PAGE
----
- Make sure your hands and the curing vessel are clean. You don’t need to sterilize the glass jar (you can, if you want!), but commonsense dictates that it’s wise to work with a container that is very clean.
- Minimize the chances of spoilage by eliminating as much air as possible from the curing container. If you use a glass jar, try your best to pack the pork tightly all the way to the top. If you use a Ziploc bag, get rid of all the air before sealing the bag.
- I like my pork rib naem best after 3 full days of curing at room temperature. Some people prefer longer fermentation. I’d say anything between 3-5 days would be ideal. (For those who have a pH tester, shoot for 4.5-5.0.) This is based on the assumption that your kitchen is air-conditioned to about 70°-75°F. If it’s warmer where you are, the fermentation process becomes more rapid, and you may find that your naemis ready after only 48 hours.
- At later stages of fermentation, you will see that the color of the pork has changed somewhat. Don’t let the greenish hue freak you out; it’s perfectly fine.
- There’s no need to wipe or rinse off the rice-garlic paste when you’re about to cook the ribs. When deep-fried or baked, this paste forms a very delicious, crunchy crust that some of us adore.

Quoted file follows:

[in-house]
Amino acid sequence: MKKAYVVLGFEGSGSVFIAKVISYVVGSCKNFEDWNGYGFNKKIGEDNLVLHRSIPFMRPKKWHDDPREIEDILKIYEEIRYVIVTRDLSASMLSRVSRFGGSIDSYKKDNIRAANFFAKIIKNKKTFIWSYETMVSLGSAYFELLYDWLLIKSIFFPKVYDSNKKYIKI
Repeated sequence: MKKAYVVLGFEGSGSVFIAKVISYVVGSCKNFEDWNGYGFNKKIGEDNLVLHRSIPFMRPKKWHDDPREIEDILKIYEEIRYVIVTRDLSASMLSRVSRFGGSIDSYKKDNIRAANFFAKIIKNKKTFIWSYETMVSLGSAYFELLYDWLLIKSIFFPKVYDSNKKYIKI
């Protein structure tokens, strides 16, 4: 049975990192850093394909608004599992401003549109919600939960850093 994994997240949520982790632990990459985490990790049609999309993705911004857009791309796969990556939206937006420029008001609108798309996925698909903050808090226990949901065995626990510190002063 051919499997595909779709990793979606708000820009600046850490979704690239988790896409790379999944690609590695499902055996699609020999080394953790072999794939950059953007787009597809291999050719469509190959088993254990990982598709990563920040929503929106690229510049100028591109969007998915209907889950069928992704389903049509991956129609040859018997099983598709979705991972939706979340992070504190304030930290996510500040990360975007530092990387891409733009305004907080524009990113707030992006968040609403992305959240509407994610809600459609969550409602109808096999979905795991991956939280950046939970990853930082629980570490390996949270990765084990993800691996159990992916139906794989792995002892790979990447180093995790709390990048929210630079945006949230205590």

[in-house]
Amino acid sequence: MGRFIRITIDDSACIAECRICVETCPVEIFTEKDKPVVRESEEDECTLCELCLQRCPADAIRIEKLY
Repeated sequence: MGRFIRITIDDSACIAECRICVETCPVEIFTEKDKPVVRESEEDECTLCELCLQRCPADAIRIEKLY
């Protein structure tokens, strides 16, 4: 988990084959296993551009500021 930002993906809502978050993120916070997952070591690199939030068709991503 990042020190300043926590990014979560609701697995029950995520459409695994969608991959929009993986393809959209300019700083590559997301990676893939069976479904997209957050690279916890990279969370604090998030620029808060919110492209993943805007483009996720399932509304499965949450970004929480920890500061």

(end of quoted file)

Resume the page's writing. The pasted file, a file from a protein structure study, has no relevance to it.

- As I’m writing this, I’m beginning to feel that perhaps I’m saying too much about what to watch out for and not nearly enough about how wonderful pork rib naemreally is.Without breaking into a love song for cured pork mid-post, let me just say that there is a reason why people would go through the trouble of fermenting meat for 3-5 days. And that simple reason is that this stuff is amazing.
- 2 pounds of rib tips or baby back ribs separated into singles
- ½ cup cooked rice, packed
- 1.5 tablespoons kosher salt or 1 tablespoon regular table salt
- 10 large cloves of garlic, peeled
- With a mortar and pestle, pound together the garlic and the salt until you get a fine paste. Add the rice and pound until you get a fairly smooth paste. This step can be done in a small food processor.
- Rinse the ribs and dry them thoroughly with a cleankitchen towel.
- Mix the garlic-rice paste and the ribs together, making sure every piece is well coated.
- Transfer the ribs to either a very clean glass jar or a sealable plastic bag. Get rid of the air as much as you can, close the lid or seal the bag, and let the ribs cure at room temperature, undisturbed, for 3 days.
- After 3 days, check for sourness. That can be done by removing one piece of rib from the jar with a clean utensil, cooking it all the way through in a microwave oven, and tasting it to see whether you like the taste. If so, the curing can end at that point. If more sourness is desired, let the ribs continue to cure for up to 5 days.
- To cook the ribs, you can either deep-fry them or bake them in an 375°F oven on a cookie sheet until golden brown.
- Prepared soured pork ribs are best served with rice and fresh vegetables such as cucumber or sliced raw cabbage or lettuce.